Owner of Hank's Car Wash in Tweed Heads Matt Moore with the business namesake his dog Hank. In the background employee Lucas Lima uses low flow water saving nozzles. The business is one of many trying to reduce water usage as tighter water restrictions loom for the Tweed Shire. Photo: Wendy Powick
Owner of Hank's Car Wash in Tweed Heads Matt Moore with the business namesake his dog Hank. In the background employee Lucas Lima uses low flow water saving nozzles. The business is one of many trying to reduce water usage as tighter water restrictions loom for the Tweed Shire. Photo: Wendy Powick

How savvy businesses are dealing with water restrictions

AS TIGHTER water restrictions loom in the Tweed Shire Council region, businesses which rely on water are adapting.

Owner of Hank's Car Wash, Matt Moore, said he is already water saving savvy but was always looking to improve.

The Tweed Head's business strategies include handwashing cars and using low flow nozzles on high pressure hoses.

"Handwashing cars and then running it through the machine instead of letting the machine do all the work means we uses less than half the water other automated car washes use because means the machine is not doing multiple cycles," Mr Moore explained.

Mr Moore brought the business with his wife in August 2018, transforming the former 'Whale Wash' to 'Hank's Car Wash' - named after his dog- and currently employ 14 staff.

"We are also expecting to get a bit busier because in the current level 2 restrictions people can wash their own cars but as it gets stricter they will not be able to," he said.

"I'm from out west, near Tamworth and am no strangers to water restrictions like not having enough to flush the toilet.

"As a small-business owner we are very conscious of our impact."

Mobile car detailers Brett and Peta Freyling have been running Jim's Car Cleaning which operates in the Tweed for four years. The couple had to apply for a permit from council to continue operating their business in the current water restrictions.

Mr Freyling explained part of the permit meant having to record the reading of the water meter and the location as well as using a high pressure cleaner.

"They say, and it has been proven, if you are not mindful a pressure cleaner is a lot more efficient than an open hose because it uses less litres for the same effect," he said.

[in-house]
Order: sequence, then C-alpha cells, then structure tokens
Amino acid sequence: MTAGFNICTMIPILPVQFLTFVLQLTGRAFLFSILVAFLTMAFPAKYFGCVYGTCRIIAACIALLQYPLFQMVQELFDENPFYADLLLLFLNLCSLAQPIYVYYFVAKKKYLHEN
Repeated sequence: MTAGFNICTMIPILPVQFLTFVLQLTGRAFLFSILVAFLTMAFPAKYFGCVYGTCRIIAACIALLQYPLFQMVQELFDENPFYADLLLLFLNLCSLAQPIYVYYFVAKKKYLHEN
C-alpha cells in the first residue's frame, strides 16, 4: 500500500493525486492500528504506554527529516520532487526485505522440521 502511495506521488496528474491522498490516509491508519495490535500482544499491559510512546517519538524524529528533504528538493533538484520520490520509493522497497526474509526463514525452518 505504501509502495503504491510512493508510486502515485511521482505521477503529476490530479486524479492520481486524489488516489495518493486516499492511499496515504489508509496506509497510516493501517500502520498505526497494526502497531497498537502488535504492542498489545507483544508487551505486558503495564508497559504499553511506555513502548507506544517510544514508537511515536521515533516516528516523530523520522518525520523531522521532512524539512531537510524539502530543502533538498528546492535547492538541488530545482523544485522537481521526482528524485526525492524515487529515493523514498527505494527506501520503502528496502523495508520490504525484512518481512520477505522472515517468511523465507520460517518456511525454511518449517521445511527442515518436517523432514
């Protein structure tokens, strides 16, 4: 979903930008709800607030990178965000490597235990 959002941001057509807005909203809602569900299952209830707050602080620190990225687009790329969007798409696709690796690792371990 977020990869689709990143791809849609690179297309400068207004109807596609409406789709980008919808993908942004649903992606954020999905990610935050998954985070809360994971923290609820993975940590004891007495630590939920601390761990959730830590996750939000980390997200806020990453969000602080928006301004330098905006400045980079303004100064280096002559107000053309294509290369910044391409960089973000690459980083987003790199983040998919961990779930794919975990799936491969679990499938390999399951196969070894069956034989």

Mr Freyling said the use of the high pressure cleaner on every car was the main change for his business from before restrictions were in place.

"If we were going to do a detailing job on a property which has five or more cars, we would have used a high pressure hose but for little jobs it wasn't worth it as I am mindful with hand washing and the hose and the amount of water I used," he said.

"I'm not sure how our permit is affected if we go up to other levels of restrictions.

"Our first job is always to go and talk to the council.

"I've been in places with level 5 water restrictions and only cleaning windscreens was allowed."

Ms Freyling said as she had lived in country Australia she was used to water restrictions and had adopted water saving practises into everyday life.

"We are comfortable because if someone came to audit us we could stand there and prove it to them we are not wasting water," she said.

"We are always quick and thorough and we don't waste anything."

 

Tougher restrictions looming

TWEED residents are urged to refocus on saving water to ensure the Tweed's drinking water supply lasts as long as possible.

Tweed Shire Council manager water and wastewater Anthony Burnham said up to Christmas the community responded well to level 2 water restrictions, and level 4 in Tyalgum, but since then consumption has been rising again.

"On our current trajectory, we will be introducing level 3 water restrictions in early February and then the severest level 4 restrictions by the end of February," Mr Burnham said.

"This timeline strongly demonstrates the very serious situation the Tweed faces and should prompt everyone to heed our call to action and save water now.

"We need to get back on track quickly as we cannot afford higher levels of water use as we only have one small dam supplying the entire community. Currently Clarrie Hall Dam is at 70.8 per cent capacity and falling nearly two per cent a week."

He said council would now ramp up compliance and enforcement actions.



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